After winning what many have called a landslide 60% victory in the New York Republican Primary on April 19, Donald Trump celebrated at his home – the 68 story skyscraper aptly named Trump Tower. Surrounding the media saturated entrance to the building, troves of supporters for the leading Republican nominee showed up.
“It shows a lot, and we’re very happy he won his home state and that people who grew up in (New York) have a chance to support their hometown hero,” said Ernst Achildiyev, a Trump supporter.
With the bustling and iconic 5th Avenue splitting the crowd down the center, reactions from the cars flying by were mixed. As “Trump!” chants started whenever TV cameras made an appearance, drivers beeped their horns in unison with the crowd, while one bus driver even used his outdoor speaker to say, “Make America great again!” as he drove by. Some other drivers used their middle fingers to make their ‘support’ clear.
“(Trump’s) your candidate because he’s not for himself, he’s for everybody,” said Ephraim Haimowitz, an outspoken Trump supporter. “He’s a straight shooter, he’s a real guy.”
Although much of the social media sphere projects that the majority of Trump’s supporters are older and mostly white, the landscape that night showed a much different side of who his campaign followers are. The diversity throughout the crowd was clear as Orthodox Jews were largely represented, along with many Asian and European Americans, some of whom have come from immigrant families.
“Well, as an immigrant myself, immigrating here legally through political asylum from the former Soviet Union, I completely support where he’s coming from,” said Achildiyev on Trump’s plan to bar Muslims from entering the United States.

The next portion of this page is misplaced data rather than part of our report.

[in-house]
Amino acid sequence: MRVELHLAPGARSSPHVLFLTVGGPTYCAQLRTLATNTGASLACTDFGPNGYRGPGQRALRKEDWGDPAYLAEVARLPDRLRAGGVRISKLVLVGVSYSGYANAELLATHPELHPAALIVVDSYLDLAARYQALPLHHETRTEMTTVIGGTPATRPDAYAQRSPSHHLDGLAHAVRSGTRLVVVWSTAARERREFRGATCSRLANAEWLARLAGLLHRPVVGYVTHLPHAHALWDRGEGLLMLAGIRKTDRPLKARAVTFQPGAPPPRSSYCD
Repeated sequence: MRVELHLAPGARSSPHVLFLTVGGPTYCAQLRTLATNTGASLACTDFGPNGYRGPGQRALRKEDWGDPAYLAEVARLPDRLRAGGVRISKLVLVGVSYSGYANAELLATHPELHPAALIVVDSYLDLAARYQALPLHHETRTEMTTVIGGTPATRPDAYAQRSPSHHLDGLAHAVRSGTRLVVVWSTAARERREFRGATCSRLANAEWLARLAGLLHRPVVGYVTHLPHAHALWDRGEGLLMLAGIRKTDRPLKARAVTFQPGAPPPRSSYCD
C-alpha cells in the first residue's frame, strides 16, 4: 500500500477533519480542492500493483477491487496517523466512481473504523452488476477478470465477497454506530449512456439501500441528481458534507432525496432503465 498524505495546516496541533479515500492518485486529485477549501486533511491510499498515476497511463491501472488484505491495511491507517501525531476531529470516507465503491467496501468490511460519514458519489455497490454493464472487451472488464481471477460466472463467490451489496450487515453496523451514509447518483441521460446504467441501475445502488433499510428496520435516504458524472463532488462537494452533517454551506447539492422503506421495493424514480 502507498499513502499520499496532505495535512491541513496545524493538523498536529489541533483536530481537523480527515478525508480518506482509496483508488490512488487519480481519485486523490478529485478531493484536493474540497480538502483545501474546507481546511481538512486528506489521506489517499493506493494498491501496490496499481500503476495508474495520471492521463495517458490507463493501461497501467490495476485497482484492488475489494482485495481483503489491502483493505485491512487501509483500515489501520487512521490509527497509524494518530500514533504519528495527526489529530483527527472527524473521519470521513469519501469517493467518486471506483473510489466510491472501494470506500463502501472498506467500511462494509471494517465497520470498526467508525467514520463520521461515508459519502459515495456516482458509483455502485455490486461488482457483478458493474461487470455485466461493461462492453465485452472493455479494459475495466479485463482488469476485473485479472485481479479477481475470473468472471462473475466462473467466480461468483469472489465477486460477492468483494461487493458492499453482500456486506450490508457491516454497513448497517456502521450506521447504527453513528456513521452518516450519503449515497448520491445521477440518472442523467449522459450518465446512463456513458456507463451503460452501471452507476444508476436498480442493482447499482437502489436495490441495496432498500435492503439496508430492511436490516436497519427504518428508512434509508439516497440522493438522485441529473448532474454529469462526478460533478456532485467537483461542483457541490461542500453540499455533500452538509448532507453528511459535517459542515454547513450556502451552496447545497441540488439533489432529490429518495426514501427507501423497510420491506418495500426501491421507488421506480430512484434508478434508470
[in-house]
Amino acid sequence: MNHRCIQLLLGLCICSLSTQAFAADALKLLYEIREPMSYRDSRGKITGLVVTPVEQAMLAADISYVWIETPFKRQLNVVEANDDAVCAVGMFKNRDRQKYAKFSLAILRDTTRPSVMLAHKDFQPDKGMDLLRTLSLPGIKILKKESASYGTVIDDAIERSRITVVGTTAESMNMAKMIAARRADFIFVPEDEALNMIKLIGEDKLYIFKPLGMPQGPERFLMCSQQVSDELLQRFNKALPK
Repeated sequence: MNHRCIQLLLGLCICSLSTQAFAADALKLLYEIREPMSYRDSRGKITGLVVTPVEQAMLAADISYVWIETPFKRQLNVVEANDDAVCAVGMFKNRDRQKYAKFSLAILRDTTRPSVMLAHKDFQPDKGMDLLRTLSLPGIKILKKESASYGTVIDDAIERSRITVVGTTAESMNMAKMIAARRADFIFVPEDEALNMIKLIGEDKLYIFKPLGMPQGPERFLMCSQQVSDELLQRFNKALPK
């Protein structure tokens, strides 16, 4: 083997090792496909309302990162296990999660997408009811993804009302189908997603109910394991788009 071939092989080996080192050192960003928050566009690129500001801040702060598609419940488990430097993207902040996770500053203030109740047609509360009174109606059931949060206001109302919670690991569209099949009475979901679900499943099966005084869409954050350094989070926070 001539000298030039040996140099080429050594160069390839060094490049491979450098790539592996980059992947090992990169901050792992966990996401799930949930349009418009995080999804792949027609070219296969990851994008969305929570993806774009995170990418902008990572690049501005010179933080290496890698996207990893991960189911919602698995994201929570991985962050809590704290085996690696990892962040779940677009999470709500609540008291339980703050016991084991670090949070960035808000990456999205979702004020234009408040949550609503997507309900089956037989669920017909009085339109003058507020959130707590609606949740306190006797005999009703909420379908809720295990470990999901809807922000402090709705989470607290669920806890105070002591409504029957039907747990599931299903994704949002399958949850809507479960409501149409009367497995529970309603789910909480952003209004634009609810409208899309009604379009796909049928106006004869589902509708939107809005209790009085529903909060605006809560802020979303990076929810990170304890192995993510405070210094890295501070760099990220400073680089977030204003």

Trump’s growing appeal to more and more immigrants is surprising to some considering his sometimes controversial ideas regarding topics such as immigration through the southern border and the acceptance of Syrian refugees. But some pro-Trump immigrants seem to feel that it doesn’t necessarily come down to the morality of the current immigration situations, but more so their concern of safety for all Americans, themselves included.
“Securing the border – it’s pretty much like saying ‘Do you lock your door at night? Or do you leave it open? Why do you lock your door?’” said Achildiyev. “Do you understand that the border is the door of our country? Wouldn’t you want to lock that too?”
Although New York has been a largely Democratic state, voting for the Democratic presidential candidate every election since 1984, Trump has a unique relationship with the state and its citizens, as he’s had many building projects and events there, as well as being originally from Queens. This relationship has made him a prominent figure in New Yorkers’ minds for over 30 years, possibly helping to lead to his success in the state now.
“He put up so much real estate here,” said Achildiyev. “Supplied jobs to tens of thousands of New Yorkers, as opposed to these big companies, who speak against Trump, have only robbed this country of jobs.”
Trump’s history in New York and the tri-state area as a whole has been a large contributor to his success. His presence in the Big Apple has given him more nationwide and international exposure than almost any other city in the country could, possibly making his presidential hopes stronger in the process.
Between all the celebrations, protesters arrived not to protest against Trump specifically, but against the idea of corporations’ effects on the federal government as a whole, showcasing a side of the electorate not typically seen. Accusations were flying towards the protesters as event attendees called them ‘trust-funders’, with the protestors firing back that they were fighting against all corporate sponsorship of candidates.
One of Trump’s appeals to his supporters, New Yorkers and others alike, has been the fact that he has been able to largely stand on his own financially throughout the nomination process. This has given him the ability to project an image to voters that he will not be bought, a sigh of relief for many on both sides of the party spectrum.
“(Those against Trump) say that about Trump because they don’t want him to win, because the system is rigged, because he can’t be bought,” said Haimowitz. “That’s why they don’t want him – otherwise they’d say ‘Trump! Trump Trump!’.”
Montclair State | New Jersey